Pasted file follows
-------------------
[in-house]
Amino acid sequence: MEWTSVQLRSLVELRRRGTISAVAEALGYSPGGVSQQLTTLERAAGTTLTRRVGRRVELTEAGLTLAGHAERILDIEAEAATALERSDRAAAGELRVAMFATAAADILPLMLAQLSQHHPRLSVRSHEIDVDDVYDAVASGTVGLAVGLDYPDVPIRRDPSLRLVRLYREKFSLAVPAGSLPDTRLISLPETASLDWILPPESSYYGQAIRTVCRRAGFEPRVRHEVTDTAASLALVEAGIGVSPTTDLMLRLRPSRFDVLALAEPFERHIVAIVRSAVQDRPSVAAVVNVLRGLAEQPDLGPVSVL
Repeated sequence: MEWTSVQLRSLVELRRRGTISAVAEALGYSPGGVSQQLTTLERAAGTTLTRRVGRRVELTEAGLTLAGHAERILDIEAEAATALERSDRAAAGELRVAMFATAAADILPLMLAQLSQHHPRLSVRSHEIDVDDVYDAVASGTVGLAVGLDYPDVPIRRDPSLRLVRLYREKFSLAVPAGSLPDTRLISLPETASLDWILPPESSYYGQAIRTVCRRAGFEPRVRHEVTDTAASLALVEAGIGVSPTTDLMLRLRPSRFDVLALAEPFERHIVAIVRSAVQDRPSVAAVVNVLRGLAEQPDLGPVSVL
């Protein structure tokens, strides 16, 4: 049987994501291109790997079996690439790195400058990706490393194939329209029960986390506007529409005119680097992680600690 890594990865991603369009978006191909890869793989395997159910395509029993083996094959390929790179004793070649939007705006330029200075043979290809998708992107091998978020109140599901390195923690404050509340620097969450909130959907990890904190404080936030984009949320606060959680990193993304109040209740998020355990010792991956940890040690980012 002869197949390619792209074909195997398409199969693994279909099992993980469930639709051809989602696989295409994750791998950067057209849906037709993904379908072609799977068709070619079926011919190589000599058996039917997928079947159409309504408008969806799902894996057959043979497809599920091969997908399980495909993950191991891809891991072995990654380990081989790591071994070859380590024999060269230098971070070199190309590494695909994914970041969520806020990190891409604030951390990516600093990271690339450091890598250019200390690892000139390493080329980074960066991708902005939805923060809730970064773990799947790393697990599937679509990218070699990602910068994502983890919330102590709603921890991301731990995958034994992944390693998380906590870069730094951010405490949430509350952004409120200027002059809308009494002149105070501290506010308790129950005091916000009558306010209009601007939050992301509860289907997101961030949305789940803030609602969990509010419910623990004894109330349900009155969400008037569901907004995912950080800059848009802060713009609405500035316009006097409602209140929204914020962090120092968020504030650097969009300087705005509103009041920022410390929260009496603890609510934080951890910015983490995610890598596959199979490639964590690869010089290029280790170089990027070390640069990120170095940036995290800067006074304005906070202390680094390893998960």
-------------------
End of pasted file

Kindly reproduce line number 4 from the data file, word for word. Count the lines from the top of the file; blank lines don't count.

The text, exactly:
């Protein structure tokens, strides 16, 4: 049987994501291109790997079996690439790195400058990706490393194939329209029960986390506007529409005119680097992680600690 890594990865991603369009978006191909890869793989395997159910395509029993083996094959390929790179004793070649939007705006330029200075043979290809998708992107091998978020109140599901390195923690404050509340620097969450909130959907990890904190404080936030984009949320606060959680990193993304109040209740998020355990010792991956940890040690980012 002869197949390619792209074909195997398409199969693994279909099992993980469930639709051809989602696989295409994750791998950067057209849906037709993904379908072609799977068709070619079926011919190589000599058996039917997928079947159409309504408008969806799902894996057959043979497809599920091969997908399980495909993950191991891809891991072995990654380990081989790591071994070859380590024999060269230098971070070199190309590494695909994914970041969520806020990190891409604030951390990516600093990271690339450091890598250019200390690892000139390493080329980074960066991708902005939805923060809730970064773990799947790393697990599937679509990218070699990602910068994502983890919330102590709603921890991301731990995958034994992944390693998380906590870069730094951010405490949430509350952004409120200027002059809308009494002149105070501290506010308790129950005091916000009558306010209009601007939050992301509860289907997101961030949305789940803030609602969990509010419910623990004894109330349900009155969400008037569901907004995912950080800059848009802060713009609405500035316009006097409602209140929204914020962090120092968020504030650097969009300087705005509103009041920022410390929260009496603890609510934080951890910015983490995610890598596959199979490639964590690869010089290029280790170089990027070390640069990120170095940036995290800067006074304005906070202390680094390893998960």